Each member pays a membership fee, or purchases a membership share, and has one vote no matter how many shares they own. Through the democratic governance of the co-op, all members have equal opportunity to affect the way the business is run and to offer input on the decisions affecting their everyday work lives. Because they develop the policies that determine the co-operative’s daily and long term operation, trust, communication and co-operation are vital to the co-op’s success. The co-op’s assets are collectively owned and surplus earnings are allocated to the workers according to the bylaws and policies established by the co-op,often in proportion to hours worked by members and with limited return on shares and member loans.

­­­­­­­­­­­­­­Worker co-ops differ substantially from conventional businesses. Conventional businesses’ primary aim is to make profit for the owners who may be - but in many cases are not - employed by the business. Such an owner’s voting control and share of profit is based on the amount of money invested, not for any services that they provide the business. This is a fundamental difference, as in conventional businesses the ultimate authority rests with a single individual, or with a small group,and the business decisions are based upon maximizing their benefit as owners. Any profit sharing with the workers or with the broader community is at the owner’s sole discretion.

In summary, worker co-operatives are a radical break from conventional businesses. The worker co-op’s primary goal in operating an enterprise is for service to its employees and its community rather than in service to the owners of capital. The goal is to provide the best possible employment conditions for the members and to provide the customers and community with a service or product at a fair price that meets their needs and leads to a sustainable community.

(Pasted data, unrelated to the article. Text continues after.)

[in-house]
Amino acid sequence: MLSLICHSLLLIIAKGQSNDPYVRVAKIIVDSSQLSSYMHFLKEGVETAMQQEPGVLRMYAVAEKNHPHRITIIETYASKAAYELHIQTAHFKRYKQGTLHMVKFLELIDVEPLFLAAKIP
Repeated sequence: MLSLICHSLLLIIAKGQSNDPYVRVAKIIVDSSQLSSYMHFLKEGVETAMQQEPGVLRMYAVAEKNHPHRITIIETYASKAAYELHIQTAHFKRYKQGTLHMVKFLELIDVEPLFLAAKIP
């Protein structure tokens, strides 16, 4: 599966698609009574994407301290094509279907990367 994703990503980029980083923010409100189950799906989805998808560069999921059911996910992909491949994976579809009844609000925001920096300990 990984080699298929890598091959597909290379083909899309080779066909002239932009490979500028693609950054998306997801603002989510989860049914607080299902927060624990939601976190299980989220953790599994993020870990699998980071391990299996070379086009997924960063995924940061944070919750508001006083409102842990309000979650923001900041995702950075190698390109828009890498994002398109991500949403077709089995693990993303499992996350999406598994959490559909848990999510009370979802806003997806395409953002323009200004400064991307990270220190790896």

One of the advantages of the worker coop model is that it is an open option at any time. During revolutions it becomes almost a necessity as worker councils keep production happening despite the absence of the old bosses. It is also an option in decidedly non-revolutionary situations and in all the stages between these extremes. Rather than being a "plan z" when an enterprise is shutting down it should be a predetermined goal of the labour movement. In relation to that it is heartening to see the present collaboration of the Spanish Mondragon co-ops and the North American United Steel Workers.

In certain situations that are short of "revolution" the movement of workers to occupy and take over a business abandoned by an owner is not as difficult as trying to salvage a business that is insolvent in an otherwise healthy economy. The following article from the Upside Down World website discusses what happened in Argentina during its economic crisis in 2001.

Occupy, Resist, Produce: Worker Cooperatives in Argentina

Written by Benjamin Dangl
During the economic crisis of 2001, when politicians and banks failed, many Argentines took matters into their own hands. Poverty, homelessness and unemployment were countered with barter systems and grassroots, micro-credit lending programs. Community groups were created to provide solidarity, food and support in neighborhoods across the country.

Perhaps the most well known of these initiatives was the recuperation of bankrupt factories and businesses which were occupied by workers and run cooperatively. There are roughly two hundred worker-run factories and businesses in Argentina, most of which started in the midst of the 2001 crisis. 15,000 people work in these cooperatives and the businesses range from car part producers to rubber balloon factories. Two recuperated businesses with stories that are representative of this movement are Hotel Bauen and the Chilavert book publishing factory.